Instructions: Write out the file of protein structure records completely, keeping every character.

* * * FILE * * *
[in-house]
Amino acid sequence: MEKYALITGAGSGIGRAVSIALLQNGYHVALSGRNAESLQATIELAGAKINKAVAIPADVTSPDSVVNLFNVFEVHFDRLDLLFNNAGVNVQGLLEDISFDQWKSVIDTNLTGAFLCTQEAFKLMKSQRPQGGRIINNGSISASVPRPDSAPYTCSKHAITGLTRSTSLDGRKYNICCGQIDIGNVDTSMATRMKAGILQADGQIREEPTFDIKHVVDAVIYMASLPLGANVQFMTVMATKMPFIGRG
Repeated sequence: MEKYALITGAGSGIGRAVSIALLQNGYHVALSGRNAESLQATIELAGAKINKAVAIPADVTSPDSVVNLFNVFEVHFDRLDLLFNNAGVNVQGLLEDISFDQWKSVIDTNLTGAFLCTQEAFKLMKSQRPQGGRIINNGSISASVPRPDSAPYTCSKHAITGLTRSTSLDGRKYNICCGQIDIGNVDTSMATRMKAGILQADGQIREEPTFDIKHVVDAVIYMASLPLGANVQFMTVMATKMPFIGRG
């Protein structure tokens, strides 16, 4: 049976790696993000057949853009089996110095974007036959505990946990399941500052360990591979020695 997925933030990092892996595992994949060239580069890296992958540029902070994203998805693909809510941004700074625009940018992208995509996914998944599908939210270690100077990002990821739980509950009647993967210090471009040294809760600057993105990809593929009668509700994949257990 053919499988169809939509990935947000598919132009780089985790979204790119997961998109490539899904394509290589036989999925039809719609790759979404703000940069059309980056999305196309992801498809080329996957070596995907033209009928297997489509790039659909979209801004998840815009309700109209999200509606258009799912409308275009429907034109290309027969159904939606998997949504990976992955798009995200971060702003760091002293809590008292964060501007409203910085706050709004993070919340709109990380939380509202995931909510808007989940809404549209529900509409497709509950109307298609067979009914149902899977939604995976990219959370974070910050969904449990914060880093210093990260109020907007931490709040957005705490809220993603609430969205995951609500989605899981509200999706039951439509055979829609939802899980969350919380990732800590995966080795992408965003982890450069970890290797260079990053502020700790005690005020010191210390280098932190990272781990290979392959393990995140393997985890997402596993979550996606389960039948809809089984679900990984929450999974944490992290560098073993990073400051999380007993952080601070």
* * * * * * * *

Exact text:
[in-house]
Amino acid sequence: MEKYALITGAGSGIGRAVSIALLQNGYHVALSGRNAESLQATIELAGAKINKAVAIPADVTSPDSVVNLFNVFEVHFDRLDLLFNNAGVNVQGLLEDISFDQWKSVIDTNLTGAFLCTQEAFKLMKSQRPQGGRIINNGSISASVPRPDSAPYTCSKHAITGLTRSTSLDGRKYNICCGQIDIGNVDTSMATRMKAGILQADGQIREEPTFDIKHVVDAVIYMASLPLGANVQFMTVMATKMPFIGRG
Repeated sequence: MEKYALITGAGSGIGRAVSIALLQNGYHVALSGRNAESLQATIELAGAKINKAVAIPADVTSPDSVVNLFNVFEVHFDRLDLLFNNAGVNVQGLLEDISFDQWKSVIDTNLTGAFLCTQEAFKLMKSQRPQGGRIINNGSISASVPRPDSAPYTCSKHAITGLTRSTSLDGRKYNICCGQIDIGNVDTSMATRMKAGILQADGQIREEPTFDIKHVVDAVIYMASLPLGANVQFMTVMATKMPFIGRG
């Protein structure tokens, strides 16, 4: 049976790696993000057949853009089996110095974007036959505990946990399941500052360990591979020695 997925933030990092892996595992994949060239580069890296992958540029902070994203998805693909809510941004700074625009940018992208995509996914998944599908939210270690100077990002990821739980509950009647993967210090471009040294809760600057993105990809593929009668509700994949257990 053919499988169809939509990935947000598919132009780089985790979204790119997961998109490539899904394509290589036989999925039809719609790759979404703000940069059309980056999305196309992801498809080329996957070596995907033209009928297997489509790039659909979209801004998840815009309700109209999200509606258009799912409308275009429907034109290309027969159904939606998997949504990976992955798009995200971060702003760091002293809590008292964060501007409203910085706050709004993070919340709109990380939380509202995931909510808007989940809404549209529900509409497709509950109307298609067979009914149902899977939604995976990219959370974070910050969904449990914060880093210093990260109020907007931490709040957005705490809220993603609430969205995951609500989605899981509200999706039951439509055979829609939802899980969350919380990732800590995966080795992408965003982890450069970890290797260079990053502020700790005690005020010191210390280098932190990272781990290979392959393990995140393997985890997402596993979550996606389960039948809809089984679900990984929450999974944490992290560098073993990073400051999380007993952080601070």